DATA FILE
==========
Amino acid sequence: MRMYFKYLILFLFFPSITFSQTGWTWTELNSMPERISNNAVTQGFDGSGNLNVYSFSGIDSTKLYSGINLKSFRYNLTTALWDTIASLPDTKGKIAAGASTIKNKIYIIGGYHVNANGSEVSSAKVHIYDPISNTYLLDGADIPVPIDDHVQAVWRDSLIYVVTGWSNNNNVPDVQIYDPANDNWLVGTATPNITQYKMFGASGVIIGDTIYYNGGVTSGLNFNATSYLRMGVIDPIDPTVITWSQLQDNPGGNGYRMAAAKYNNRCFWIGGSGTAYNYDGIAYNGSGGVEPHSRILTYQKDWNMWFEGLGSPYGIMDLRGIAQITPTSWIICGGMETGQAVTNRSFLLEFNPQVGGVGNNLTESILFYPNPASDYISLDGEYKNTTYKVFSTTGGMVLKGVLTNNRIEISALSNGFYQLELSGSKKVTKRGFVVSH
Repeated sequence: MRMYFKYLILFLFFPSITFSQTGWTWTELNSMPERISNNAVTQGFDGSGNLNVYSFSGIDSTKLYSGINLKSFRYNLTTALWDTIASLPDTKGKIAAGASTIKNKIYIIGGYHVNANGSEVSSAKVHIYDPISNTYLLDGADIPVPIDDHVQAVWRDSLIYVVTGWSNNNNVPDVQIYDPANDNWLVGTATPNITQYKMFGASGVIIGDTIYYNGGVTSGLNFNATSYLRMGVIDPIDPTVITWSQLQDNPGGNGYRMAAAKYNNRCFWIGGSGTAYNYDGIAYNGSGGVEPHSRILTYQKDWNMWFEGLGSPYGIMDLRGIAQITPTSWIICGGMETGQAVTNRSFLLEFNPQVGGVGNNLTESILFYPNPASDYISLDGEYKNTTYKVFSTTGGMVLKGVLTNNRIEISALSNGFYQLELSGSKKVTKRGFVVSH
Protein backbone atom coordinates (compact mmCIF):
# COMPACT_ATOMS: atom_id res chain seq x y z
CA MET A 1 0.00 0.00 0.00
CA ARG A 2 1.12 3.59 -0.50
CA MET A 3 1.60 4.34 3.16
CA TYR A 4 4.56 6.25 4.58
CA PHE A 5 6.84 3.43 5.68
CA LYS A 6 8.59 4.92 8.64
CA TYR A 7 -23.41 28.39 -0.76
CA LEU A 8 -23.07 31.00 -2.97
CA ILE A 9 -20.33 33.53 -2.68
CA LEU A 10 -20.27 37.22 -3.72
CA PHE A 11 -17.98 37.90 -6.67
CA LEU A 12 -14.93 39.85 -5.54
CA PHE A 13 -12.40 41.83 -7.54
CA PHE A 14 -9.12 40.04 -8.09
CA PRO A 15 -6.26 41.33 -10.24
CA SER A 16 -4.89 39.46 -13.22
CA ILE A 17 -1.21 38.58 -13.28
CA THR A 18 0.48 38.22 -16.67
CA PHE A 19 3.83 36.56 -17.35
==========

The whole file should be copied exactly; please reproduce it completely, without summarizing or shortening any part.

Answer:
Amino acid sequence: MRMYFKYLILFLFFPSITFSQTGWTWTELNSMPERISNNAVTQGFDGSGNLNVYSFSGIDSTKLYSGINLKSFRYNLTTALWDTIASLPDTKGKIAAGASTIKNKIYIIGGYHVNANGSEVSSAKVHIYDPISNTYLLDGADIPVPIDDHVQAVWRDSLIYVVTGWSNNNNVPDVQIYDPANDNWLVGTATPNITQYKMFGASGVIIGDTIYYNGGVTSGLNFNATSYLRMGVIDPIDPTVITWSQLQDNPGGNGYRMAAAKYNNRCFWIGGSGTAYNYDGIAYNGSGGVEPHSRILTYQKDWNMWFEGLGSPYGIMDLRGIAQITPTSWIICGGMETGQAVTNRSFLLEFNPQVGGVGNNLTESILFYPNPASDYISLDGEYKNTTYKVFSTTGGMVLKGVLTNNRIEISALSNGFYQLELSGSKKVTKRGFVVSH
Repeated sequence: MRMYFKYLILFLFFPSITFSQTGWTWTELNSMPERISNNAVTQGFDGSGNLNVYSFSGIDSTKLYSGINLKSFRYNLTTALWDTIASLPDTKGKIAAGASTIKNKIYIIGGYHVNANGSEVSSAKVHIYDPISNTYLLDGADIPVPIDDHVQAVWRDSLIYVVTGWSNNNNVPDVQIYDPANDNWLVGTATPNITQYKMFGASGVIIGDTIYYNGGVTSGLNFNATSYLRMGVIDPIDPTVITWSQLQDNPGGNGYRMAAAKYNNRCFWIGGSGTAYNYDGIAYNGSGGVEPHSRILTYQKDWNMWFEGLGSPYGIMDLRGIAQITPTSWIICGGMETGQAVTNRSFLLEFNPQVGGVGNNLTESILFYPNPASDYISLDGEYKNTTYKVFSTTGGMVLKGVLTNNRIEISALSNGFYQLELSGSKKVTKRGFVVSH
Protein backbone atom coordinates (compact mmCIF):
# COMPACT_ATOMS: atom_id res chain seq x y z
CA MET A 1 0.00 0.00 0.00
CA ARG A 2 1.12 3.59 -0.50
CA MET A 3 1.60 4.34 3.16
CA TYR A 4 4.56 6.25 4.58
CA PHE A 5 6.84 3.43 5.68
CA LYS A 6 8.59 4.92 8.64
CA TYR A 7 -23.41 28.39 -0.76
CA LEU A 8 -23.07 31.00 -2.97
CA ILE A 9 -20.33 33.53 -2.68
CA LEU A 10 -20.27 37.22 -3.72
CA PHE A 11 -17.98 37.90 -6.67
CA LEU A 12 -14.93 39.85 -5.54
CA PHE A 13 -12.40 41.83 -7.54
CA PHE A 14 -9.12 40.04 -8.09
CA PRO A 15 -6.26 41.33 -10.24
CA SER A 16 -4.89 39.46 -13.22
CA ILE A 17 -1.21 38.58 -13.28
CA THR A 18 0.48 38.22 -16.67
CA PHE A 19 3.83 36.56 -17.35